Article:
• Start thinking about your talent attraction / employer branding strategy so you hire better people

Either way, this video from Derek Sivers reminds me all the time how your followers make you a leader.

4) You dictate the culture of your company

Leaders play a critical role in influencing the culture of their teams. After all, you decide that is acceptable behaviour and what is not. You decide what behaviours get rewarded, and what gets punished.

So if you’re ever in a situation where you’re frustrated that your team is “lazy”, or always late, or don’t openly share their ideas, very often you’ll find that it’s you (the leader) that made the culture what it is.

Whether it’s because of your decisions to hire the wrong people (that ultimately influenced your team’s culture), your inability to publicly reward the right behaviours or punish the wrong ones, or because you do not lead by example, it really all comes down to you to dictate the culture of the company.

Your inability to publicly reward the right behaviours or punish the wrong ones… it all comes down to you to dictate culture

If you don’t want others to be late, then you shouldn’t walk in late just because you’re the boss. If you want your team to share ideas and act proactively, then don’t get annoyed whenever you hear an idea you don’t like (how are they supposed to know what ideas you don’t like, over time they will just learn to speak less).

At WOBB, we even went as far of building our own 9 core values that are specific and actionable to give the team clear guidelines on what is expected behaviour. We obsess about these values, and it’s what drives a lot of our business decisions.

WOBB’s Wall of Values is situated in the middle of the office and takes up an entire wall, as a clear visible reminder to the team about expected behaviour in the company.

5) You should pay more attention to your star players, not less

A common mistake I find many leaders make is that they tend to leave their best people alone, get out of their way. In their mind, if they have a star player that has earned their trust, they should leave their star alone. That’s called “empowerment”.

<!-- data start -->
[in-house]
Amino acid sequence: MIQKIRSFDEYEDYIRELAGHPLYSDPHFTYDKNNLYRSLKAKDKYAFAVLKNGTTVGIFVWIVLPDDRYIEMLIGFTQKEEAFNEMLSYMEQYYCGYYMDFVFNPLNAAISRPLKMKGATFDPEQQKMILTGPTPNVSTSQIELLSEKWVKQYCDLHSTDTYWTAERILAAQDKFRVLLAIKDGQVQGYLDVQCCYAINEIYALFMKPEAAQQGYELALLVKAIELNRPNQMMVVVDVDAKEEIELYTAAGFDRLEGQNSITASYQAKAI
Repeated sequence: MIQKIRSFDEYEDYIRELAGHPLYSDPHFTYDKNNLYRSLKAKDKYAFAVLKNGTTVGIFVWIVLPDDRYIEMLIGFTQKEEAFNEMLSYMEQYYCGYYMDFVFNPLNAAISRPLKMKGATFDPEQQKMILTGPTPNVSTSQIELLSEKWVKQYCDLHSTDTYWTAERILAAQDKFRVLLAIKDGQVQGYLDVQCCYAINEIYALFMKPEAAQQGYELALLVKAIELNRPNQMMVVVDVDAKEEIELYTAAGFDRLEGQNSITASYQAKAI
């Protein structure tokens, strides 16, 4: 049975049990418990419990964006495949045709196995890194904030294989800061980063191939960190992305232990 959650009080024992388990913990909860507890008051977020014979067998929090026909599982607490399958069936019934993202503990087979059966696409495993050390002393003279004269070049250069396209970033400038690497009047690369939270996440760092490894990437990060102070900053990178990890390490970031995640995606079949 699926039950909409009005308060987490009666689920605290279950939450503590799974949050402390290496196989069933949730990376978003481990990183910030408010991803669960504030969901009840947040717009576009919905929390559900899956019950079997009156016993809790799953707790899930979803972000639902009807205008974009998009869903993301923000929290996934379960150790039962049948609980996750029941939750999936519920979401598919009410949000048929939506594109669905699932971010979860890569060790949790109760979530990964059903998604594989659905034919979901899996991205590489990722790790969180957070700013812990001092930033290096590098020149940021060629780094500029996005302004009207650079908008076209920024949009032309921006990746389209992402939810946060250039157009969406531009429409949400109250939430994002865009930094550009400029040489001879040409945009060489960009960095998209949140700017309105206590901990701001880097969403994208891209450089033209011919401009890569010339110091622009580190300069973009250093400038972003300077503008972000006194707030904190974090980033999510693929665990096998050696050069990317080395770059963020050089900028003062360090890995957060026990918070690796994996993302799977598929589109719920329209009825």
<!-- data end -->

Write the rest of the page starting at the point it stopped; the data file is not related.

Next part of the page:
These leaders then tend to focus their time and energy on their weakest players in their team, which they believe needs “fixing”.

I believe that’s not a great strategy. Because not only will you find that spending time with your weak players doesn’t guarantee they will perform better, you will also soon discover that your star players will also start to get demotivated.

Your star players will soon feel that they are no longer growing in their role, or no longer getting a lot of recognition for their achievements. After all, they are star players, they are always expected to perform and deliver, and over time, it just becomes “normal” and no longer celebrated.

They are no longer coached, because how do you coach someone that is already at the top of their game? And this adds on to your star players feeling stagnated.

I’ve always believed that a better strategy would be to focus your time and energy on your star players instead. These are your best people. They are the most engaged. They have high will. They want to keep growing and they care deeply about their performance and your business.

Give them recognition for their achievements, no matter how many times they keep hitting their goals (that’s a good thing right? Celebrate!). Spend time strategising with them, supporting them, working on making them better.

Paying attention to them is not about you not empowering or trusting them. In fact, very often, high achievers want attention, because that’s what drives them, and it’s a mistake to stop doing that.

And how about coaching? How do you coach someone that is already a star? The real question is – why are you making it so easy for them? They are your star players! Give them bigger tasks, challenge them to do more. Make them uncomfortable.

That is your opportunity to coach them so they keep growing and pushing boundaries. Celebrate whenever they raise their standards. And support them when they need help.

And other people in the company will look to them as examples of how to excel in the company.

In short, investing your time building your best people is a much better long term strategy that will produce a high performance team.

 

It’s not about you. It’s never about you.

The phone rang at 6am.

“Your dad has passed away”. I hear the voice of my mother, slightly confused and afraid yet strangely calm.

I will never forget picking up that phone call. Or the image of my father’s pale face sitting still on the sofa.

We were two weeks away from our first child, his first grandchild, and my father left us unexpectedly.

WOBB was going through fundraising at that time. The business was growing, but we were still burning money, and so we needed money to survive.

I remember joking to my team how crazy the timing of our fundraising coincided with my first child. I was expecting an overwhelming time. But nothing like this.

And as I looked at my father, I forgot about me. Forgot about my struggles. I saw only him, at the end of his.

I thought about how I never told him I love him. Or said sorry for all the times I said things that hurt him. I never got to say goodbye.